Hoe (; 膾/鱠 pronounced [hwe]) refers to several varieties of raw food dishes in Korean cuisine, consumed with local diversity by Koreans of all classes since the Three Kingdoms of Korea (57 BC - 668 AD), or earlier.

Hoe
Hoe (raw fish).jpg
Alternative namesHwe
TypeRaw fish
Place of originKorea
Associated national cuisineKorean cuisine
Variations
Korean name
Hangul
Hanja
;
Revised Romanizationhoe
McCune–Reischauerhoe
IPA[ɸwe̞]

VarietiesEdit

There are uncooked hoe () as well as blanched sukhoe (숙회).[1][2]

RawEdit

Hoe (), the raw fish or meat dish, can be divided into saengseon-hoe (생선회), filleted raw fish, and yukhoe (육회), sliced raw meat.[3][4] Saengseon-hoe (생선회) can be either hwareo-hoe (활어회) made from freshly killed fish, or seoneo-hoe (선어회) made using aged fish. Mulhoe (물회) is a cold raw fish soup.[5]

BlanchedEdit

Sukhoe (숙회) is a blanched fish, seafood, meat, or vegetable dish. Ganghoe (강회) is a dish of rolled and tied ribbons made with blanched vegetables such as water dropworts and scallions.[6]

PreparationEdit

Hwareo-hoe (활어회) is prepared by filleting freshly killed fish, while seoneo-hoe (선어회) is made with aged fish in a similar way as Japanese sashimi: removing the blood and innards and ageing the fish at a certain temperature before filleting.[7][8] Fish or seafood hoe is often served with gochujang-based dipping sauces, such as cho-gochujang (chili paste mixed with vinegar) and ssamjang (chili paste mixed with soybean paste). Hoe is often eaten wrapped in ssam (wrap) vegetables, such as lettuce and perilla leaves. After eating hoe at a restaurant, maeun-tang (spicy fish stew) made with the bones, head, and the remaining meat of the fish, can be served as an add-on dish.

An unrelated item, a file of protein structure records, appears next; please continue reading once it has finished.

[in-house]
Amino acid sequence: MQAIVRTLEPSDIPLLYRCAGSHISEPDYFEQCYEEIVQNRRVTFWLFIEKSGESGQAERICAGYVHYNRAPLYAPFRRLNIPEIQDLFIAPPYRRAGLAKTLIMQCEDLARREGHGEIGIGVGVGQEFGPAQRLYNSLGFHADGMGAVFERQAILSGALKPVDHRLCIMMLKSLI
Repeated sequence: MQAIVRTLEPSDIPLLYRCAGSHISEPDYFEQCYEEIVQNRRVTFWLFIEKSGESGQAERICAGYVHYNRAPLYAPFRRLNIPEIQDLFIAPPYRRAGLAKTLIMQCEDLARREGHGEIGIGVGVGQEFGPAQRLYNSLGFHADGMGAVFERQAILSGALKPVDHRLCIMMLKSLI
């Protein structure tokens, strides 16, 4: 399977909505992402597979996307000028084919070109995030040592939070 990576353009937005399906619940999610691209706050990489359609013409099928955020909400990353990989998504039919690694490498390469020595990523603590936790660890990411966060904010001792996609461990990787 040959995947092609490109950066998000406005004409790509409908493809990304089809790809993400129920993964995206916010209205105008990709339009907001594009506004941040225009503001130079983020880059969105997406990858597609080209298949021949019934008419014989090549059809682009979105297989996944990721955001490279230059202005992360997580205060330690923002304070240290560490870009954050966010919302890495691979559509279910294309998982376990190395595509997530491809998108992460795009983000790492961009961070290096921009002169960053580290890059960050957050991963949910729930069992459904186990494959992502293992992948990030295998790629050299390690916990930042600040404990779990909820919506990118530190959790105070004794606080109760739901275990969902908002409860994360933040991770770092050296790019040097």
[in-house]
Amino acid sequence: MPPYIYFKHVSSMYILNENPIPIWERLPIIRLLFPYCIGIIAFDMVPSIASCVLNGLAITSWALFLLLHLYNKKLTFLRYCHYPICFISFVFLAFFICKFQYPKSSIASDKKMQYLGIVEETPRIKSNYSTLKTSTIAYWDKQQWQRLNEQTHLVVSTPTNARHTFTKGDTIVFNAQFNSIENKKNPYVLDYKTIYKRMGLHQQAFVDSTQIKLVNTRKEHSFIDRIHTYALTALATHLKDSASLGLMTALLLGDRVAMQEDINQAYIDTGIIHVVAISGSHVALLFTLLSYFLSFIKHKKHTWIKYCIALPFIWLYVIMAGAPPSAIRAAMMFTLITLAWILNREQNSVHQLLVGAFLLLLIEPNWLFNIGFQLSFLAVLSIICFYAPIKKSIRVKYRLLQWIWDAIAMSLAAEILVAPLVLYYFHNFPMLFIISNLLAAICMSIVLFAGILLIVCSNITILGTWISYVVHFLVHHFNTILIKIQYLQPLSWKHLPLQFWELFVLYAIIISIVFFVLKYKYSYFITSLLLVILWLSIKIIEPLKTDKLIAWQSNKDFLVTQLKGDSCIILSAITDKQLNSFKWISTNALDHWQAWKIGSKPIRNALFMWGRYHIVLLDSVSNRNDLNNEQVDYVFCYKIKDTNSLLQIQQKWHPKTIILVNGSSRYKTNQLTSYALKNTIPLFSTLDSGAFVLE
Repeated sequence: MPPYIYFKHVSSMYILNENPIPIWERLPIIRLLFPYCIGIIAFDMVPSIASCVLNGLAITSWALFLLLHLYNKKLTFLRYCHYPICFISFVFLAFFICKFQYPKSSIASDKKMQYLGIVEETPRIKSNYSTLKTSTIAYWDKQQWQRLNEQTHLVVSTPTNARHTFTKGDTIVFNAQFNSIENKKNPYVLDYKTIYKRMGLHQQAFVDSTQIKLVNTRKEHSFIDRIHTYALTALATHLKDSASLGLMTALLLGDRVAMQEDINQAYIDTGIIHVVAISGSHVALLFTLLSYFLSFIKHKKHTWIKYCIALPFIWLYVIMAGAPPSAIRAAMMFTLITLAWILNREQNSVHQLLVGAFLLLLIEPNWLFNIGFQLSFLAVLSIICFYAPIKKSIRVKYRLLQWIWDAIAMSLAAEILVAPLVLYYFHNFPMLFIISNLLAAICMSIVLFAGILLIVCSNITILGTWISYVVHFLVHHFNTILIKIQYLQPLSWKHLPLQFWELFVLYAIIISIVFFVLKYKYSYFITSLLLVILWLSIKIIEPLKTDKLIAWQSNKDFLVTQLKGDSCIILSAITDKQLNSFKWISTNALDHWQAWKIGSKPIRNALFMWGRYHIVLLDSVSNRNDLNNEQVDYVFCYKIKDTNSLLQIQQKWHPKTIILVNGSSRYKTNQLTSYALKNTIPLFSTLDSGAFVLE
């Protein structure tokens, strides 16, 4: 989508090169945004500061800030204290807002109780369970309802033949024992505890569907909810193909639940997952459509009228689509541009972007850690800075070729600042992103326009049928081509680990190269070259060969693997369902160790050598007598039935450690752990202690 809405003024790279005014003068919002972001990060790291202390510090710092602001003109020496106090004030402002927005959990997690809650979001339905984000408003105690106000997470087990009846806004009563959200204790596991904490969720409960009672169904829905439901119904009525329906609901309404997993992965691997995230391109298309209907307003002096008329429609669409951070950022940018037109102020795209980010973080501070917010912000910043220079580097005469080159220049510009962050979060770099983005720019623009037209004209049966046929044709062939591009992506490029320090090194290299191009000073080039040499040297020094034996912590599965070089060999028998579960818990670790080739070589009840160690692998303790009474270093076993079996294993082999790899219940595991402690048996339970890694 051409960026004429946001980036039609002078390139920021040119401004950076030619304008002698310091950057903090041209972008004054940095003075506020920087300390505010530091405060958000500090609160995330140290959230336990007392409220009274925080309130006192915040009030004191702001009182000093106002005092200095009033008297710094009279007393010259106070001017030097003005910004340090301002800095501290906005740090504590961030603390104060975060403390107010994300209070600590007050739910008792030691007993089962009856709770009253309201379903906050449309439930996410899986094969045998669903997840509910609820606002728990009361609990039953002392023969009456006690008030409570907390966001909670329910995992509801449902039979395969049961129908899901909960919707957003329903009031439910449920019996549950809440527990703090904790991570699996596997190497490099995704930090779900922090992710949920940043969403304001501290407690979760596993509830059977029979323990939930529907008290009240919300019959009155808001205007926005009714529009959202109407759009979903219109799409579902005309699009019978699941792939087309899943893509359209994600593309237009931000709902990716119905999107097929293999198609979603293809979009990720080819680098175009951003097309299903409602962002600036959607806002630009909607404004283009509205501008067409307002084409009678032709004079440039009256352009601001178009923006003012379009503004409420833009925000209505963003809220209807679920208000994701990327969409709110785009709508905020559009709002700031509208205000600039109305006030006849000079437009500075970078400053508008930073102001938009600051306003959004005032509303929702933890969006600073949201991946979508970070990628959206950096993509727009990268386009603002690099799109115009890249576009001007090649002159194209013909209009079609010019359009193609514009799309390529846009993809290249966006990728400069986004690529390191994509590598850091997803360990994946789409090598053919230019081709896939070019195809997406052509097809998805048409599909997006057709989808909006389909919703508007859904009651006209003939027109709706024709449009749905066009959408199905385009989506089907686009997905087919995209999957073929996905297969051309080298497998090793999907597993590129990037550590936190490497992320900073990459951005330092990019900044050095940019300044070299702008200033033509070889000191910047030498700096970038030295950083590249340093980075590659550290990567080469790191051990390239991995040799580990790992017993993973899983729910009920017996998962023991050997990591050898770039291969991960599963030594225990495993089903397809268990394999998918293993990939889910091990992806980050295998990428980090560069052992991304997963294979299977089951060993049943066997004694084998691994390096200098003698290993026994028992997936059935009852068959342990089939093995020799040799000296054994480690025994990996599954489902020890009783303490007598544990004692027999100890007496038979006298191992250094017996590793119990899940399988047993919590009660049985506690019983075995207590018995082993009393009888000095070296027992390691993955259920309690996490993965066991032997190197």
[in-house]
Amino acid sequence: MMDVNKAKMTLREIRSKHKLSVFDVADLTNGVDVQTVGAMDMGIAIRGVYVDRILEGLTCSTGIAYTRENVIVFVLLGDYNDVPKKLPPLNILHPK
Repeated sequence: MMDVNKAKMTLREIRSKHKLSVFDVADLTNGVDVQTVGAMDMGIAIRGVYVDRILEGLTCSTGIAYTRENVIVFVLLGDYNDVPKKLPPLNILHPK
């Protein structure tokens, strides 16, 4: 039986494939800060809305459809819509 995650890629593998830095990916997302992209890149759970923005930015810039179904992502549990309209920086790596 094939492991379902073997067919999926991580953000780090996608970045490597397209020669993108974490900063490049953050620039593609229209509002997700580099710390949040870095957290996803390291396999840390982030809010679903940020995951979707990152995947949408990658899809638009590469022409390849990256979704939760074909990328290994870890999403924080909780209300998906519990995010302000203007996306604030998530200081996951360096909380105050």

HistoryEdit

 
Gangbyeon hoeeum (lit.'Eating hoe at riverside') drawn by Kim Deuk-sin (1754‒1822) depicts Korean people gathered to eat saengseon-hoe (raw fish dish) after fishing.

With the popularization of Buddhism in Korea, beginning in the middle of the Three Kingdoms period, and running late into the Goryeo Dynasty (918–1392), the consumption of fish and other meat products (including hoe) declined. As the influence of Buddhism waned in the late Goryeo Dynasty period, the consumption of hoe began to lose its stigma.

During the Joseon Dynasty, the state promoted Confucianism, and, as Confucius was known to have enjoyed eating raw meat, hoe consumption greatly increased.[9]

GalleryEdit

See alsoEdit

ReferencesEdit

  1. ^ "hoe" . Standard Korean Language Dictionary (in Korean). National Institute of Korean Language. Retrieved 3 June 2017.
  2. ^ "sukhoe" 숙회. Standard Korean Language Dictionary (in Korean). National Institute of Korean Language. Retrieved 3 June 2017.
  3. ^ "saengseon-hoe" 생선회. Standard Korean Language Dictionary (in Korean). National Institute of Korean Language. Retrieved 3 June 2017.
  4. ^ "yukhoe" 육회. Standard Korean Language Dictionary (in Korean). National Institute of Korean Language. Retrieved 3 June 2017.
  5. ^ "mulhoe" 물회. Standard Korean Language Dictionary (in Korean). National Institute of Korean Language. Retrieved 3 June 2017.
  6. ^ "ganghoe" 강회. Standard Korean Language Dictionary (in Korean). National Institute of Korean Language. Retrieved 3 June 2017.
  7. ^ 김, 경운 (26 October 2015). "[김경운 기자의 맛있는 스토리텔링 15] 선어회와 활어회". Seoul Shinmun (in Korean). Retrieved 3 June 2017.
  8. ^ 여성조선 (27 March 2017). "고기와 생선, 숙성의 맛". The Chosun Ilbo (in Korean). Retrieved 3 June 2017.
  9. ^ Kim Hak-min (김학민) (2003-07-16). 공자 사모님 힘드셨겠네 (in Korean). The Hankyoreh. Retrieved 2008-08-23.

External linksEdit